It was never a problem getting a seat on a crowded subway train on my daily commute to school or work years ago. All I had to do was pull out my knitting needles. I found that knitting helped pass the time while waiting on line to register for college courses and during those boring orientation sessions.

I was about nine years old when I learned to knit with the help of my Aunt Rose, and family friends, but I probably was thirteen when I finished a checkered, patterned scarf for myself. It wasn’t until I was in college that I became a serious knitter and tried my hand at a sleeveless, v-necked slipover for my father. Although the v-neck was far from perfect, Dad appreciated my efforts and wore the sweater.

Argyle socks were the rage in the 1950’s and the women at Hunter College were making socks for the men in their lives. I asked a classmate what she would do if the romance ended before the socks were finished. She replied that the socks were intended for Joe and Joe would get the socks regardless. Not my style! When Marty and I were engaged, I knitted argyle socks for him. Marty has been the recipient of other knitted gifts, but his favorites are woolen mittens, for warmth. We were away from home and he needed mittens. I decided to see what I had on hand and found some nice grey yarn in my bag. Since I didn’t think there would be enough grey, I striped the cuffs and tips of the mittens with purple, green and yellow. The compliments keep coming. IMG_0060

No project was too large or too small, too intricate or too simple. In fact I prefer more challenging designs and didn’t shy away from cables, laces, entrelacs or fair isles. A friend remembers that I said that I couldn’t see any purpose in doing something that was sold in the store. Now of course you can buy all sorts of ready made knitted items. I have adjusted directions for size, weight of yarn and size of needles without compromising the fit of the garment. Wool, the yarn that I favor, has many attributes, including being warmer than cottons or synthetics and holding its shape better. It is a more giving and forgiving material to work with. I also like the feel of the yarn sliding through my fingers as I work.

My fingers cramp when I work on a section of the project with few stitches on the needle. The proprietor of the yarn shop suggested to my daughter Lisa, that she keep switching back and forth from one project to another, with different size needles, if her hands ache, to keep the fingers from being in a bind and exercise them.

Back in the 1960’s when mini -skirts were popular, I made a tweed suit for myself of wine heather and coral, worked together, with a Mandarin collar and hand -knitted frog closings. I outgrew the suit when mini-skirts gave way to the cowgirl look of the 1970’s of mid -calf flared skirts and boots. I gave the suit to my mother. The sleeves and skirt were too short for her and a friend added knitted borders to the sleeves and the hem of the skirt. The alterations weren’t exactly in keeping with the style of the suit but it looked nice and Mom wore the suit for quite a while. When Mom could no longer wear the suit and mini skirts were back in vogue, I restored the suit to its original style for Lisa.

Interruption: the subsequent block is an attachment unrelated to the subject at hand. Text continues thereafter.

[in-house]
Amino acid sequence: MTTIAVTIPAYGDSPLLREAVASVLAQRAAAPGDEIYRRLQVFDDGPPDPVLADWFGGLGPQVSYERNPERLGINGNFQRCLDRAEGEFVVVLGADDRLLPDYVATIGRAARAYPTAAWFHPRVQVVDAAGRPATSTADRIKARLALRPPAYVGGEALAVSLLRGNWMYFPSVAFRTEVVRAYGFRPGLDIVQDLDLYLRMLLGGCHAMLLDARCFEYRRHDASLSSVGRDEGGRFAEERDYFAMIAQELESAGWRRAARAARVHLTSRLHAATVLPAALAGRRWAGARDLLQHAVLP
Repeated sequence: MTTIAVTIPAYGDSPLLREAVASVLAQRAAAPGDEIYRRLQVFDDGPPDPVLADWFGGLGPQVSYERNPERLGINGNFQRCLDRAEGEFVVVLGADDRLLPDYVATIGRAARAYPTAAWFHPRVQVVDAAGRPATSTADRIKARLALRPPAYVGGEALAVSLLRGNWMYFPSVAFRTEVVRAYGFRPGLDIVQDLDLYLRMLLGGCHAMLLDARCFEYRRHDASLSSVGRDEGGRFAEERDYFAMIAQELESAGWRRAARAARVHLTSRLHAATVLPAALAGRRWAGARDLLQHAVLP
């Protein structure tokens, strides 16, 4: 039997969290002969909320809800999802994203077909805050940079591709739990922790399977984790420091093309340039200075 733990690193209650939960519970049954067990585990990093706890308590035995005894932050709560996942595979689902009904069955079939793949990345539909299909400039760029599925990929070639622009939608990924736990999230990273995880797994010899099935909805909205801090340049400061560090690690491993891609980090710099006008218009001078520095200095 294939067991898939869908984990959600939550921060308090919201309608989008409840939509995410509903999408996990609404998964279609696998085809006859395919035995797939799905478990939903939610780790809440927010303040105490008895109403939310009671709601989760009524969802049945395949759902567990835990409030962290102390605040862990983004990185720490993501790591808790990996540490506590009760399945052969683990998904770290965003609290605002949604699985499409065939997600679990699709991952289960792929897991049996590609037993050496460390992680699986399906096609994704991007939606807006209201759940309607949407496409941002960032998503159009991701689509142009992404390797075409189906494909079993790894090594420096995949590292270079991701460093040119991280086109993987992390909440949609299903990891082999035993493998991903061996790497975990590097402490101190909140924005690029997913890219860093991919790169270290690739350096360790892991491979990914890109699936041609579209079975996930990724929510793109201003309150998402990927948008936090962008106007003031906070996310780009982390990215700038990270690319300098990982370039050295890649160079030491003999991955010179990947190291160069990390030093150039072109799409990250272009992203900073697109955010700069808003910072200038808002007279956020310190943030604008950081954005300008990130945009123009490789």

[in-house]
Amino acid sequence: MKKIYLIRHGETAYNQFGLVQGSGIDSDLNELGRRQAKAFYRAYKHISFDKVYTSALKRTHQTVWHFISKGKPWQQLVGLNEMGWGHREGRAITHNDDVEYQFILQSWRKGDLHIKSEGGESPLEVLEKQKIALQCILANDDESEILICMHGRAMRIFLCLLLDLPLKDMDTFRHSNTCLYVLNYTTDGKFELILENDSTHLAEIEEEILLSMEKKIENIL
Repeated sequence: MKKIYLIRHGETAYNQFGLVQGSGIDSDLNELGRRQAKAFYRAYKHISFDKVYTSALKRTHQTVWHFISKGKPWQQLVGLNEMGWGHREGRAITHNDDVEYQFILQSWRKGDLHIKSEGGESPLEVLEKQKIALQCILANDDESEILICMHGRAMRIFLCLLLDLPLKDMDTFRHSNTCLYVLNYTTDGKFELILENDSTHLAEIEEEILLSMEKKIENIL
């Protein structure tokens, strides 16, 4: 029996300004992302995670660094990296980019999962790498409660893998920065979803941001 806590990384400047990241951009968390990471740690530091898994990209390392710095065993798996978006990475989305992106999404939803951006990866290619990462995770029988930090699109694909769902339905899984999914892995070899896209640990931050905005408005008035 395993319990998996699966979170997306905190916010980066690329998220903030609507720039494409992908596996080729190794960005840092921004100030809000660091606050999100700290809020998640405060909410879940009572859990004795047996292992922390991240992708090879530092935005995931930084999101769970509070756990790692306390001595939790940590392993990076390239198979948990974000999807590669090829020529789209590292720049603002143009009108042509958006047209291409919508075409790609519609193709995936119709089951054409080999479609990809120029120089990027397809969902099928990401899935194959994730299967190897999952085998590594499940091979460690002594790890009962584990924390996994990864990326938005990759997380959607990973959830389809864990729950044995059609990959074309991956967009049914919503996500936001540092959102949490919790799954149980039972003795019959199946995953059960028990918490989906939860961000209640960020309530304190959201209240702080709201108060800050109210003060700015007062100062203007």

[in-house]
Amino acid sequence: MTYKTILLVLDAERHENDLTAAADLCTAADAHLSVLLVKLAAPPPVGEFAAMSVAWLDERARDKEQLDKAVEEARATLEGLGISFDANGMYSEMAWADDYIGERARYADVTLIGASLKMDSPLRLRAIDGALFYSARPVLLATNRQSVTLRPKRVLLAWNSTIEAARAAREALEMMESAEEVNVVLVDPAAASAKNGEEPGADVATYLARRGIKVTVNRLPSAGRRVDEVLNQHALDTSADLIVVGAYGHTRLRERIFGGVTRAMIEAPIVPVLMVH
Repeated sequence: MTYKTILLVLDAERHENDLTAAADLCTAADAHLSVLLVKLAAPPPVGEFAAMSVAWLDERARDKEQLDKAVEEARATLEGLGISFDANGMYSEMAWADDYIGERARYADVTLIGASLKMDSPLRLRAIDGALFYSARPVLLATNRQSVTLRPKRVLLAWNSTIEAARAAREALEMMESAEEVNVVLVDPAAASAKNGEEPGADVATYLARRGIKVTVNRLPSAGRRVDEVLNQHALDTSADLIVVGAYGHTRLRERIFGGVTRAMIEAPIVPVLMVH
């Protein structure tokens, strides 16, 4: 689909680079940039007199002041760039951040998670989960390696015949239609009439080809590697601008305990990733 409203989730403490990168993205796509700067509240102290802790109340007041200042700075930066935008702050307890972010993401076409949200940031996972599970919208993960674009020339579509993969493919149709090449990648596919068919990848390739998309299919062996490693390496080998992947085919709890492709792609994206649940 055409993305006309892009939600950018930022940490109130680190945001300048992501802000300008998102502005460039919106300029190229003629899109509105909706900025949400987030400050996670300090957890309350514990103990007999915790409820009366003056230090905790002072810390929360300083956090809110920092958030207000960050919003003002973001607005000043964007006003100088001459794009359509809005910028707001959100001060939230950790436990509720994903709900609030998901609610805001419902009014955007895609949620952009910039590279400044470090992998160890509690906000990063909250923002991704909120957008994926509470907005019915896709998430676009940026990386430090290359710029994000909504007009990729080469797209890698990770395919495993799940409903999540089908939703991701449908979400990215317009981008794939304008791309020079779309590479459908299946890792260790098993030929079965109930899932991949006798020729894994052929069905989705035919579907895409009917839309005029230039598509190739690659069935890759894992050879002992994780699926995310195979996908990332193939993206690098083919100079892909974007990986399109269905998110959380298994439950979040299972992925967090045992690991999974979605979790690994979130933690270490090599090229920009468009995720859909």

My mother had a beautiful Italian mohair sweater with hand -embroidered flowers. Here again the sleeves were too short for her. My daughter Madeline was given a box of different colored mohair, which she passed on to me. I picked up the stitches on the bottom of the sleeves, and extended the cuffs, adding a few stripes of the colors that were used in the sweater. Mom loved the sweater.

My grandson, Jacob, told my daughter, Lisa, that she was going to be a grandmother, by asking her how long it would take her to knit a carriage blanket. She remarked that it would take her no time at all because she still had the blanket that I made for him; a beautiful bulky entrelac cover, in two shades of light green, with a hand -crocheted corded edge.

Knitting isn’t just for women. A good friend made himself a black sweater because he didn’t want charcoal grey that was available in the stores. Kaffe Fassett is an artist who paints with needlecraft. I have adapted many of his designs.unnamed-1

After 9/11, our handbags were searched scrupulously at airports for potential weapons. Embroidery scissors were amongst the contraband. Lisa learned that the cutting edge on the dental floss pack is good for cutting yarn. NOBODY is going to stop us from knitting.

 

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The Road to Recovery

Two months out of surgery and I’m reflecting on my achievements during recuperation.